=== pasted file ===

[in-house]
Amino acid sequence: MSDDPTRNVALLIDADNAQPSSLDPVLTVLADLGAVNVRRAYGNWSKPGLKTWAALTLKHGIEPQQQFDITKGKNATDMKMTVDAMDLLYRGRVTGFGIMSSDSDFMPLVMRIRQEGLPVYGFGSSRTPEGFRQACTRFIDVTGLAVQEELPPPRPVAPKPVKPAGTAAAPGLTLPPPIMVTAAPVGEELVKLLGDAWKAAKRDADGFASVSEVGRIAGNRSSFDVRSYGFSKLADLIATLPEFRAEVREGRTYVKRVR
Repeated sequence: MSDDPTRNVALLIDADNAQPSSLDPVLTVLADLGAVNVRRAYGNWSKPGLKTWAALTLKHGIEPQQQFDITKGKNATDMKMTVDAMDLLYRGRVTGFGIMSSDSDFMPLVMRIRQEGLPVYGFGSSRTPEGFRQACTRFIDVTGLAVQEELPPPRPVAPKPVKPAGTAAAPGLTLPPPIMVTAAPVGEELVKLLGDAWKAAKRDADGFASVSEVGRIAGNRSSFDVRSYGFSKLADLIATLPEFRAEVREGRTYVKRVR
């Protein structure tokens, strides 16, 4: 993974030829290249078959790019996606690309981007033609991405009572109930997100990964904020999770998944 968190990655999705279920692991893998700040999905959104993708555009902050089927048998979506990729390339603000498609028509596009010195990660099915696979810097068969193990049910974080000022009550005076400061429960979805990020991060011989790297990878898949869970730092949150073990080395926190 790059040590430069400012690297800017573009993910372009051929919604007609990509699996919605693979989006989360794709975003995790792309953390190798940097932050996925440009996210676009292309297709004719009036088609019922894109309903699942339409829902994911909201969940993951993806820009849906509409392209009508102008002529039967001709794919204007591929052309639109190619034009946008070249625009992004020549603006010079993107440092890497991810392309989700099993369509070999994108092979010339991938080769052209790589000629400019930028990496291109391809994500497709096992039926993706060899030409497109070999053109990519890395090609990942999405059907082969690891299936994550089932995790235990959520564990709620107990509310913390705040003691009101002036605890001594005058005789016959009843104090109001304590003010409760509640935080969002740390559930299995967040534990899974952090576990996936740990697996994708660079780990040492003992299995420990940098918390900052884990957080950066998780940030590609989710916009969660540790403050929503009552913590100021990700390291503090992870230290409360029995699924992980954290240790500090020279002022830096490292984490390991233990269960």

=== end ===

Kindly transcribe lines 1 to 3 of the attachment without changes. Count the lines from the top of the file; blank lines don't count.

[in-house]
Amino acid sequence: MSDDPTRNVALLIDADNAQPSSLDPVLTVLADLGAVNVRRAYGNWSKPGLKTWAALTLKHGIEPQQQFDITKGKNATDMKMTVDAMDLLYRGRVTGFGIMSSDSDFMPLVMRIRQEGLPVYGFGSSRTPEGFRQACTRFIDVTGLAVQEELPPPRPVAPKPVKPAGTAAAPGLTLPPPIMVTAAPVGEELVKLLGDAWKAAKRDADGFASVSEVGRIAGNRSSFDVRSYGFSKLADLIATLPEFRAEVREGRTYVKRVR
Repeated sequence: MSDDPTRNVALLIDADNAQPSSLDPVLTVLADLGAVNVRRAYGNWSKPGLKTWAALTLKHGIEPQQQFDITKGKNATDMKMTVDAMDLLYRGRVTGFGIMSSDSDFMPLVMRIRQEGLPVYGFGSSRTPEGFRQACTRFIDVTGLAVQEELPPPRPVAPKPVKPAGTAAAPGLTLPPPIMVTAAPVGEELVKLLGDAWKAAKRDADGFASVSEVGRIAGNRSSFDVRSYGFSKLADLIATLPEFRAEVREGRTYVKRVR